Department of African and African American Studies Responds to the May 1, 2024 Events and Arrests on Campus

May 5, 2024

We, the faculty members of the African and African American Studies Department, join our colleagues at Dartmouth College in expressing our profound outrage and condemnation of the violent arrests and use of militarized force against peaceful demonstrators, including our esteemed colleague in the Department of History and Chair of Women, Gender, and Sexuality Studies, Professor Annelise Orleck, and Professor Christopher MacEvitt, in the Department of Religion.

The use of violence to suppress peaceful protest not only undermines our principles of democracy but is also antithetical to academic freedom and the values that Dartmouth College purports to uphold. As scholars dedicated to the pursuit of truth and justice, we cannot remain silent in the face of such egregious violations and the flagrant disregard of a hard-won, precious, and fundamental right: the right to voice dissent through protest.

Dartmouth's Department of African and African American Studies is among the oldest in the nation, and central to our mission is a commitment to teaching, preserving, and safeguarding the histories of Black people worldwide. In our research and teaching, we are committed to amplifying marginalized voices and advocating for systemic change through protest. Indeed, our very disciplines result from protest, and this moment lays bare the scars of that indisputable history. The past is prologue.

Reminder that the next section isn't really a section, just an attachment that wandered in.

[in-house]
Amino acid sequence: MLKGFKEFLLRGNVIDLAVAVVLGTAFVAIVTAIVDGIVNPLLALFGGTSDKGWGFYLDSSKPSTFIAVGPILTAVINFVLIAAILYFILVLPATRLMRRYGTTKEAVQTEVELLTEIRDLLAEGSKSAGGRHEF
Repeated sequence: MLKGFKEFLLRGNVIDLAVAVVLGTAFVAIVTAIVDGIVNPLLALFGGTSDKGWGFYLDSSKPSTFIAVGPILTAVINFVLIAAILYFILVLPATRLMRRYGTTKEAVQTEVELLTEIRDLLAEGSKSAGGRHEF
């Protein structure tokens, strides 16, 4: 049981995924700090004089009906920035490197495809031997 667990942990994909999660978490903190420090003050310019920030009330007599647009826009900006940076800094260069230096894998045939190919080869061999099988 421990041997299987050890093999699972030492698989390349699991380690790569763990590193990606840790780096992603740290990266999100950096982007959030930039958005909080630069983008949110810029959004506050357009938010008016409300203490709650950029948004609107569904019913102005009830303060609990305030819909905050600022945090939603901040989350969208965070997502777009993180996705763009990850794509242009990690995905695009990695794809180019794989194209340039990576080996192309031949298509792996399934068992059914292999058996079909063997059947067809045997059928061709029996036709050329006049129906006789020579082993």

African and African American Studies scholars have been critical in connecting the expansion of mass incarceration and growth in militarized policing to the global histories of racialized subjugation and the oppression of people of African descent. We are dismayed and angered that many of the universities and colleges that promised to redress this historical legacy in the wake of the #BlackLivesMatter protests of 2020 are now deploying militarized police against students and faculty while their Institutional Diversity and Equity statements languish online.

As Martin Luther King, Jr. taught us: "Injustice anywhere is a threat to justice everywhere. We are caught in an inescapable network of mutuality, tied in a single garment of destiny. Whatever affects one directly, affects all indirectly." Students have used their Dartmouth education to understand this "network of mutuality" and act on it through nonviolent protest. Not all will agree with their choices, but they are not criminals.

We call on Dartmouth's administration to acknowledge that summoning police in riot gear to arrest nonviolent protesters is incompatible with Dartmouth's values and deviates from the institution's recent history. We demand that the charges against those who were arrested be dropped and campus bans removed.

We call on Dartmouth's administration:

  • To acknowledge publicly that the deployment of state police and armored vehicles was an excessive and punitive response to peaceful protests, which will not be repeated.
  • To announce publicly that you are asking prosecutors to dismiss all criminal charges against the faculty, students, and staff who were arrested on May 1– a request that in no way infringes on prosecutorial discretion—and charges against the two students arrested in the fall, Roan V. Wade and Kevin Engle, should also be dropped immediately.
  • To make it officially and publicly known that academic freedom includes the right to peacefully express support for Palestinian rights. The college should permit nonviolent protest outdoors and restore faith in fair process and commitment to free speech on campus.

1We embrace these points culled from our colleagues in the History Department's May 3 Open letter to President Beilock, Provost Kotz, and Dean Smith


The Department of African and African American Studies at Dartmouth College